Paying for CGM


(clcapece) #1

Hi: I’m struggling with getting the Dexcom device covered by my insurance company and my doc thinks there might be a lower out of pocket cost for the Libre. I really want the Dexcom because it seems better, easier, etc. But i’m concerned about the cost. Anyone have any experience with this? How did you manage it?

Also, any insight on your experience with Dexcom vs Libre would be awesome. Thanks!

Carol


(Dennis J. Dacey, PwD) #2

Hi Carol @clcapece , I can definitely appreciate where you are at having wanted / needed a “non-passive” CGM but found the monthly cost to exceed my monthly Social Security - I put food and shelter on a priority over the monitor; I needed the non-passive with alarms because I had passed out a couple of times due to low BG. Thankfully CMS/Medicare was ordered to now provide CGM when a medical doctor prescribes it as “medical necessity”.
I understand the Libre is very good and the cost is less - will this be covered by your insurance? You would need to sacrifice the audible alarms which just in the past month have awakened me.


(jjmnav) #3

I like the active monitoring that Dexcom offers, alerting me WHEN going High or Low while Sleeping OR Awake and too busy to check the receiver every hour.
If you are stuck paying out of pocket (I am), I highly recommend dealing directly with Dexcom for (IMO) best available prices. Their Auto Ship program offers discounted prices on sensors AND free transmitter after every 9 shipments.


(ksannie) #4

My insurance used to cover Dexcoms when a patient had hypoglycemic unawareness. It took me awhile to get this information from the insurance company. But when I did, the appeal for coverage worked. I lost the sensation of low BG’s after about 15 years. I can now sometimes sense them, if I find I am confused while trying to do 2 things at once, but not always. Also, I do not wake up from low sugars unless my Dexcom wakens me. So it is a life-saving measure. Insurance may also cover it if you have high HbA1C’s. It is cost effective to have a sensor system warn you when you start to go high, so you can correct it. A lower HbA1C costs less because health problems and diabetes complications are lessened.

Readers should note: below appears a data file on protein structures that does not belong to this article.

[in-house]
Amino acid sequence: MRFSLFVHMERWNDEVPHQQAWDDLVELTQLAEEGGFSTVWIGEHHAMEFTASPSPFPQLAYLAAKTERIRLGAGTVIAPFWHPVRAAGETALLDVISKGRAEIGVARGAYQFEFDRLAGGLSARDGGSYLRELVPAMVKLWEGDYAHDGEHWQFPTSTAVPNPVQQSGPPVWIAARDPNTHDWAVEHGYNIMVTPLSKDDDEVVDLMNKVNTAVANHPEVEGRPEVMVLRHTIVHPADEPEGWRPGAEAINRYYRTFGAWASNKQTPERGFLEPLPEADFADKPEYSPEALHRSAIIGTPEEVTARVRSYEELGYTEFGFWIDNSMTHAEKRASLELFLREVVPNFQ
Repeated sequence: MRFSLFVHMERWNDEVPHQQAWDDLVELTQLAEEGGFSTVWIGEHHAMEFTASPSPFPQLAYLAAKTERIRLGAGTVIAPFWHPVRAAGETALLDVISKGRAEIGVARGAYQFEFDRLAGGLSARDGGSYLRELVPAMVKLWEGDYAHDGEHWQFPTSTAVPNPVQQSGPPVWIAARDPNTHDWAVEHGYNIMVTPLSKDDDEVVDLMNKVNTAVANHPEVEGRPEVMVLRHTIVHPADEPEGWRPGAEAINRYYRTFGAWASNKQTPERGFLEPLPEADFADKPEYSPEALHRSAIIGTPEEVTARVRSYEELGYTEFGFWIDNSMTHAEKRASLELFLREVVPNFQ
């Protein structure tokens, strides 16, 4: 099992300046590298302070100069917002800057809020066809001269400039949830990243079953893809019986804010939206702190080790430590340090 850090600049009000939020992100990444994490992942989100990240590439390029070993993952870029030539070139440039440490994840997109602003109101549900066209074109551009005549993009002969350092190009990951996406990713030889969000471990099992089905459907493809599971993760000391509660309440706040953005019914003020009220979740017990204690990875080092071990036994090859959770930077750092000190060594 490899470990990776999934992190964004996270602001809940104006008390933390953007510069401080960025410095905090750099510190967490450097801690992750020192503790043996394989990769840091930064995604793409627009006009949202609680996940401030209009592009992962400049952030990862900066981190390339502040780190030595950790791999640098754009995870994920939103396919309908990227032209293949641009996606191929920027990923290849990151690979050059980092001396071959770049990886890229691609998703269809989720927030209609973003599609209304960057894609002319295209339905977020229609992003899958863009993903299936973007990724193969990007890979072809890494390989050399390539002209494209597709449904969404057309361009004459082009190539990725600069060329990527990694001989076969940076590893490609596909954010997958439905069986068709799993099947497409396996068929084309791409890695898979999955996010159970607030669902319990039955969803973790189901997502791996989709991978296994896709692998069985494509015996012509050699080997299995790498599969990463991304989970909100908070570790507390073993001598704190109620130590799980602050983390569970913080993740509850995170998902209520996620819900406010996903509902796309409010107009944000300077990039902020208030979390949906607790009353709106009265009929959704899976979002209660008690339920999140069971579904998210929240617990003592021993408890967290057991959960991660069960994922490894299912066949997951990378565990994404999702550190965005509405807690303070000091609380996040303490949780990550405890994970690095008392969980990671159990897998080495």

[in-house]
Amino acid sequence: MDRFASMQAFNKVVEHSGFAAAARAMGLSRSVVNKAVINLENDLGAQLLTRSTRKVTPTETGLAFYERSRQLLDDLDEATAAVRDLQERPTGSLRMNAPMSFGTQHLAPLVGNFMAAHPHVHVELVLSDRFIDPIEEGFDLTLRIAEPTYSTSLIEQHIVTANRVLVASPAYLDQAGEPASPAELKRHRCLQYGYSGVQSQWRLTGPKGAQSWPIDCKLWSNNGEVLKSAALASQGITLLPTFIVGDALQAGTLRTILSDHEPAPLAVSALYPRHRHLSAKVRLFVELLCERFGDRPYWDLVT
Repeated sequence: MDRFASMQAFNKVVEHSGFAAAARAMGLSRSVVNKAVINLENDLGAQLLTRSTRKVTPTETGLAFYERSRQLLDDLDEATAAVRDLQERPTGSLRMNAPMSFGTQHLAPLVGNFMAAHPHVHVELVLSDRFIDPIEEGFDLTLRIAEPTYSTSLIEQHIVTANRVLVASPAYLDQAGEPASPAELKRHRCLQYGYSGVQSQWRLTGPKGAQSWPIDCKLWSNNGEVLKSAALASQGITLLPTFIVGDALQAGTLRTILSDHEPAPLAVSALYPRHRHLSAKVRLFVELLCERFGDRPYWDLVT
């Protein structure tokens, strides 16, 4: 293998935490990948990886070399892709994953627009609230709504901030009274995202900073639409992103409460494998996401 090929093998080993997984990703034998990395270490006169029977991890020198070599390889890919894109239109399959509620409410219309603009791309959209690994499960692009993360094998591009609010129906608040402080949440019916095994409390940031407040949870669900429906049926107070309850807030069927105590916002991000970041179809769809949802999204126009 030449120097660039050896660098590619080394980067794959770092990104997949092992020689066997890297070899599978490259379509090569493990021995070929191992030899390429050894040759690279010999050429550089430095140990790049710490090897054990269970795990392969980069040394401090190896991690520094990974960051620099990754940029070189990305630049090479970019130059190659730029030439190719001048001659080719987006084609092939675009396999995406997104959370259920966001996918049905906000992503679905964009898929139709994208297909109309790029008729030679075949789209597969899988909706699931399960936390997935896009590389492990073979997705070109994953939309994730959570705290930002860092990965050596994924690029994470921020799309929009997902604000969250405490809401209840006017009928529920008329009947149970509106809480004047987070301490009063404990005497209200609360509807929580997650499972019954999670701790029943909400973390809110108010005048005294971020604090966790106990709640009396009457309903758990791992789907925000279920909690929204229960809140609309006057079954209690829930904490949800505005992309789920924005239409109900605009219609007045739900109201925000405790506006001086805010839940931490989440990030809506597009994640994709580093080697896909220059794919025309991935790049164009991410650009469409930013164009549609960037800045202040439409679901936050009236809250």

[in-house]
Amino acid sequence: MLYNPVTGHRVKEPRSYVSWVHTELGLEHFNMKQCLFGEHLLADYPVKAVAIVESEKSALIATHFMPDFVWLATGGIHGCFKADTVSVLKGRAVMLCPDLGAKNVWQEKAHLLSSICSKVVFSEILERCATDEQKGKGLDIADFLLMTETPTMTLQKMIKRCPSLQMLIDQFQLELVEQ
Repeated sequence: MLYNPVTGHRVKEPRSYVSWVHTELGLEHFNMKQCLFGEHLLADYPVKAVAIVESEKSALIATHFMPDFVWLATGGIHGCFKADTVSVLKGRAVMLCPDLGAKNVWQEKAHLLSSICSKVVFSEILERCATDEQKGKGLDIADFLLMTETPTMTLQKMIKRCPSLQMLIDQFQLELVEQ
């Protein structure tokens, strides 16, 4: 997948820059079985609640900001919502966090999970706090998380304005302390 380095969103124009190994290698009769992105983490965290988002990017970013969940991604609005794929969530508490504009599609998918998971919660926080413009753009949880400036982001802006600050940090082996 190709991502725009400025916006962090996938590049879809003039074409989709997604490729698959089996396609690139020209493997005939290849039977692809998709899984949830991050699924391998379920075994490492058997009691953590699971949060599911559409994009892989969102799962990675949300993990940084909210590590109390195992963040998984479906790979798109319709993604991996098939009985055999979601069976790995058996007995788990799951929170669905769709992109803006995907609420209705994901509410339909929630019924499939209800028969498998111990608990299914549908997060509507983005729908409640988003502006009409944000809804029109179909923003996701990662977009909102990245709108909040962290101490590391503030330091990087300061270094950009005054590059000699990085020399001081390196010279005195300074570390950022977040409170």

(Lori) #5

Dennis can you share where to find that Medicare was ordered to provide CGM when a doctor prescribes it as medically necessary? I’m fighting for Texas Medicaid to cover a CGM for my T1 15 yr old son. All amo I have ready for an appeal of a denial will be great!


(J) #6

Hi Jimnav,
I can only imagine how difficult hypoglycemic unawareness can be. That is part of my reason for using a cgm and pump. Why do some people have it right away and others never have it? I figure I will probably have it sometime soon since I’ve had T1D for so long. I have single-sided hearing loss, so if I sleep on my hearing ear side I miss the alarms. The vibration mode doesn’t wake me up.
Any suggestions on this problem?


(Dennis J. Dacey, PwD) #7

Lori @lvanroo van,
Here is the link to the initial CMS ruling: https://www.cms.gov/Regulations-and-Guidance/Guidance/Rulings/Downloads/CMS1682R.pdf
I don’t have any idea how or if it will work for your son under Texas Medicaid. Medicaid and Medicare, although they sound similar, are not the same animal. Another avenue you could peruse is through the CGM marketing staff and listen to their suggestions for getting coverage.
It takes time, for me, 18 months after the attached CMS ruling.


(BeccaGae) #8

Even though Medicare and Medicaid sound alike they are two separate beasts…
Medicare is for seniors 65+ and disabled individuals (comes from Social security/Centre for Medicare/Medicaid) and Medicaid is a joint federal/state programme so that is why it differs between states (states get to pick and choose what they will cover who they will cover, and how much they will cover).
MOST states flat out REFUSE to cover CGM’s for adults (I know Oregon DOES cover Dexcom and MiniMed’s CGM for adult), and some cover for children. Some cover pumps for adults and most cover for children (Oregon covers for both) (I don’t have medicaid but I know people who DO have it that ARE adults that do not have kids, that are on pumps and Dexcom and are not disabled).